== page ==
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Late happens. Here are three rules to follow so I won't trip you when you come through my row
It happened to me once. I had tickets to see Jane Fonda in 33 Variations on a weeknight and a work meeting ran late. (Granted, it had transferred to a Ninth Avenue bar, but it was still business.) I thought I gave myself enough time to make it to the theatre, but between getting my waiter's attention, settling the bill and dodging tourists, the curtain had already gone up by the time I reached the box office.
Fortunately, I had an aisle seat and, during a scene change, an usher rushed me to it. And yet I felt guilty. In theatre, there's no way to be fashionable late. If you're tardy to a show, the best you can do is minimize your impact by following three simple rules:
1. Make your entrance quickly and quietly.
When I saw Pretty Woman: The Musical, a mother and daughter arrived after the opening number and stumbled all over me, my girlfriend and others in our row before landing -- drinks in hand -- in their seats. This created a ripple effect not unlike a cell phone going off mid-performance, with everyone in the vicinity scoffing as they literally stepped on toes and blocked views. I think even the cast heard the kerfuffle!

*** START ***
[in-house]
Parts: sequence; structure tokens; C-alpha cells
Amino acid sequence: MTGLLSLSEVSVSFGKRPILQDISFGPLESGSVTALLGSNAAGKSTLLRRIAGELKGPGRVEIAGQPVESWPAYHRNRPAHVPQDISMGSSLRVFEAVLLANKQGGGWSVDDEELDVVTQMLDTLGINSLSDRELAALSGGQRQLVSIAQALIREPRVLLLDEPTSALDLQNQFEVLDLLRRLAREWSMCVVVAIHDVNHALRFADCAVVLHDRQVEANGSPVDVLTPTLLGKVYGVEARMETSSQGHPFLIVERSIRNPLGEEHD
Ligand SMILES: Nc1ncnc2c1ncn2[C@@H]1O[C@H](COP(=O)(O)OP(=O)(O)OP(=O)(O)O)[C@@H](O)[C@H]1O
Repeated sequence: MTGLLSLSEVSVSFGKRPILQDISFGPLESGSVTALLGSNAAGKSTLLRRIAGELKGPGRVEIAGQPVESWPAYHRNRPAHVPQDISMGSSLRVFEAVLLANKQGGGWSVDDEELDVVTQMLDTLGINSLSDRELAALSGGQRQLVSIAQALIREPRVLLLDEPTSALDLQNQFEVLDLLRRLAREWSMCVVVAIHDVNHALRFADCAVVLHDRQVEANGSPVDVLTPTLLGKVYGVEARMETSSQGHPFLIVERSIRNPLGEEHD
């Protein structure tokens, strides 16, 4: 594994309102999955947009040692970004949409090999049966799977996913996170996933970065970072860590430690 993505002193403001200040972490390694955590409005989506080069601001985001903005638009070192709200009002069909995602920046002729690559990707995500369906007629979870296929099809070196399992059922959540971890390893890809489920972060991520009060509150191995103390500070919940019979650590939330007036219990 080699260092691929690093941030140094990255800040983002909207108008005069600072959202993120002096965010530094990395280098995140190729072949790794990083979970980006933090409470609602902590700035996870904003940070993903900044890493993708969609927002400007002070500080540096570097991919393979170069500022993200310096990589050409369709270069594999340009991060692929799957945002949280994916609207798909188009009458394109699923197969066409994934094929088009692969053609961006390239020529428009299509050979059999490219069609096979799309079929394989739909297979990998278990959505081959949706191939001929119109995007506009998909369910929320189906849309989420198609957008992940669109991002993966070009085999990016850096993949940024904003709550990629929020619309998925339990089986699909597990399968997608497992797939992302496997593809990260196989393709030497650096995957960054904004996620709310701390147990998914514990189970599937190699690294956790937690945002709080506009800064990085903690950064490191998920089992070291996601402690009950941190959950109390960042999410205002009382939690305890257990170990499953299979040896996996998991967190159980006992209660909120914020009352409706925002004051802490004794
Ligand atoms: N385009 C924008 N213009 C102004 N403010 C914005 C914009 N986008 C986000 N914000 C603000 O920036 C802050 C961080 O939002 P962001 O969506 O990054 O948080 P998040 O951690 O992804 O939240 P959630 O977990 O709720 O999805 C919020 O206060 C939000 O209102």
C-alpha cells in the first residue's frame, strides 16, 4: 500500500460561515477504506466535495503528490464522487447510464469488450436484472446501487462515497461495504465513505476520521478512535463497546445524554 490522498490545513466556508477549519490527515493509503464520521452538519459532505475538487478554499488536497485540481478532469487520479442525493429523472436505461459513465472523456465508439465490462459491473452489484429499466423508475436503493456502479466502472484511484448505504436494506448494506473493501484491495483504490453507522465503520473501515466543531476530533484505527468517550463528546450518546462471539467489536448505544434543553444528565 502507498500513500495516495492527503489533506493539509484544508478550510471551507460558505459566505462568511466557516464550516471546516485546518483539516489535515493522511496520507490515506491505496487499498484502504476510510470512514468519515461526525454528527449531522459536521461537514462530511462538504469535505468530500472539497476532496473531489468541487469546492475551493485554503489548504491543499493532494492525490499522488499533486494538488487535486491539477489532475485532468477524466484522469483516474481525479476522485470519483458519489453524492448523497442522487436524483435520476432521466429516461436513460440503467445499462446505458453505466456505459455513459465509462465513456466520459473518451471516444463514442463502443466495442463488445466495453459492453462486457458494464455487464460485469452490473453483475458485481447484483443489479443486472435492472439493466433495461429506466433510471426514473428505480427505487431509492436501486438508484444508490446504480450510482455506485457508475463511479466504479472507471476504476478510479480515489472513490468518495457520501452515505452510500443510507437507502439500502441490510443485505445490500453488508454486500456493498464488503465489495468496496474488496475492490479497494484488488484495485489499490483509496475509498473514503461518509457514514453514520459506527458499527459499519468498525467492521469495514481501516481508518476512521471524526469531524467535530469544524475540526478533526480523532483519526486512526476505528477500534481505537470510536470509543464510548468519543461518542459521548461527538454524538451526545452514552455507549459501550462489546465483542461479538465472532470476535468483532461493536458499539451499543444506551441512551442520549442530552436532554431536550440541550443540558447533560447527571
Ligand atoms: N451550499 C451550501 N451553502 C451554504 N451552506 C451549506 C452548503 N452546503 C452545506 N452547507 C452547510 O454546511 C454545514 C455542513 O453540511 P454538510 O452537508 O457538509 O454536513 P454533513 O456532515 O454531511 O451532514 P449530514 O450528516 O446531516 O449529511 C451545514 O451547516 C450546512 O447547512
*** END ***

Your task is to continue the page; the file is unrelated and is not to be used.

It's inevitable that there will be some amount of distraction when you're late, but you can mitigate the damage by taking off your coat before entering the row, pulling your bags in close so they don't hit anyone and whispering, "So sorry" as you work your way to your seat. Unfortunately, stepping on a few toes probably can't be avoided.
2. The usher is your director.
At a recent matinee of Ain't Too Proud, I witnessed a woman arrive more than a half hour into the show only to find that another theatregoer had decided to sit in her seat -- and refused to give it up! An obnoxious whisper-fight ensued between the two, and it took almost five minutes for theatre management to finally resolve the issue.
Clearly, the person who took it upon himself to "upgrade" his seat was wrong. But as far as I'm concerned, the woman who showed up almost halfway through Act I was also culpable. She made a scene instead of staying silent and letting the staff handle it. When you're late, the usher gets to make the call about where, when and even if you can sit.
3. As an audience member, you have a call time. If you totally blow it, go another day.
I've been at shows where people arrived with less than 20 minutes to go until the end! I almost wanted to applaud their tackiness. I mean at that point, why even bother showing up? You're better off past dating your tickets for another day.
As theatre audiences, we have just a handful of cues, namely when to arrive, applaud and go home. Getting that first one right is key to a successful performance.
What's your worst late seating story? Tell us in the comments!
Follow Doug Strassler at @dougdawg13. Follow TDF at @TDFNYC.
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